Mobile ideas from clever research assistants; multimodal postcards from London, Edinburgh
This is one of those odds and ends posts, an attempt to jam together a few different unrelated ideas into one post.
Mobile Development in Korea: Humanizing Alzheimer’s
For my doctoral research, I am working with a sharp, upsettingly young research assistant named Shin Yoo Jung (신유정). She serves as a jack of all trades: interviewer, translator, transcriber, cultural interpreter, collaborator, and, in this case, even generates some of the ideas. She has been enthusiastic about this research from the beginning and I consider myself extremely fortunate to have found someone so capable and so enthusiastic. She even generates ideas about potential mobile applications and/or technologies that are quite creative and highly reflective of the way in which mobile is or could be used in the Korean context.
She has been attending a series of mobile development workshops aimed at wearable technology and has generated a few ideas for potential applications in a sort of open competition. The idea is a highly humanizing, intimate use of technology for social purposes.
My product was a ‘contact lens’ that takes pictures according to the temperature and pulse of our human body. My target user was ‘older people with Alzheimer’s disease’. With the help of the contact lens that takes pictures whenever the wearer is feeling happy, sad, and scared, doctors and family will be able to understand them better than before. We would be able to know what the world looks like from their point of view, what makes them feel happy and what makes them scared. Maybe if all this data is gathered, someone might find a cure for the disease. Also the people with Alzheimers will be able to find their way back home whenever they are lost since the contact lens sends pictures about the surroundings to their family members whenever they feel tense. (I guess in the future technology will be able to detect people’s feelings by measuring temperature, pulse and even understanding specific hormones.)
This is what I am talking about. She doesn’t have a background in mobile development or anything, but she is sharp and inquisitive and, I suspect, will be very successful in this life. The idea presents elements of a Korean context as well as technology like this can be used to increase the social safety net to ensure older Koreans don’t fall through the cracks. I love it when I see technology use that emphasizes the human condition, builds around the contours of human interaction. The images below were taken by my Yoo Jung.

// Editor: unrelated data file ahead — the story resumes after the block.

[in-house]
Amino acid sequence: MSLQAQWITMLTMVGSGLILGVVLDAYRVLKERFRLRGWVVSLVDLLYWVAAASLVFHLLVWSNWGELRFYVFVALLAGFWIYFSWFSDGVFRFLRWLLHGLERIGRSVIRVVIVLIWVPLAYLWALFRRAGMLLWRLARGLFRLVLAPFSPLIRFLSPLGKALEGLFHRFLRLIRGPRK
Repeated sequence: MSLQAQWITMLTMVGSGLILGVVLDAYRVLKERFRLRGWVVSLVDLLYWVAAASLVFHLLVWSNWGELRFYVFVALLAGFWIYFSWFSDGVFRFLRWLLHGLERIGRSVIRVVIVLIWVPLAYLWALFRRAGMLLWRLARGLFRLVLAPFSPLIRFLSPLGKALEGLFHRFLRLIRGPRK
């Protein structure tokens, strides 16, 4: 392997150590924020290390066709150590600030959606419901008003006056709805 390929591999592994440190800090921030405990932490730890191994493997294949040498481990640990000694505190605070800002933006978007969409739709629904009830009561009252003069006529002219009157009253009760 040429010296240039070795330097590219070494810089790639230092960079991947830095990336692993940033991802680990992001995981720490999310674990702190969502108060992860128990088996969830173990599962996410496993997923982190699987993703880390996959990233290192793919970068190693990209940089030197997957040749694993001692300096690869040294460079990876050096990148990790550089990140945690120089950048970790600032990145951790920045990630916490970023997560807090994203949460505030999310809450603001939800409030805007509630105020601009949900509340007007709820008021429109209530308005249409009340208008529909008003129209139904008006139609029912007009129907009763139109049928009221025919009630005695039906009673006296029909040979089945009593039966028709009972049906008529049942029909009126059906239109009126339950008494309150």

Multimodal Postcards: London and Edinburgh
I had described a mobile learning field activity from a recent trip to Edinburgh in a previous post. I generated enough media in both London and Edinburgh to create multimodal compositions, or postcards as I am calling them. The Edinburgh one emphasize aggregations of meaning as a means of composition. Most of this media was captured in a group, an act of exploration as a social activity. I wasn’t looking for outside communication as I was surrounded by friends and colleagues. Outside communication might have served as a distraction from the task at hand, the exploration of Edinburgh.
The London one emphasizes movements between states of isolation and socialization (simultaneously) through the presentation of video of the Thames River superimposed with images, video, and communication created by or mediated through my mobile phone. In this instance, the emails, tweets, to do lists, and text messages I received or sent (all real) are layered over the visual presentation of video, audio, and imagery. The communication presents thoughts, feelings, and responsibilities as I received and experienced them (chronologically). This reflects my desire to seek outside socialization (mostly with my wife) to mediate the isolation of traveling alone in a familiar place pregnant with memory. Both use similar techniques. Both say different things (I think).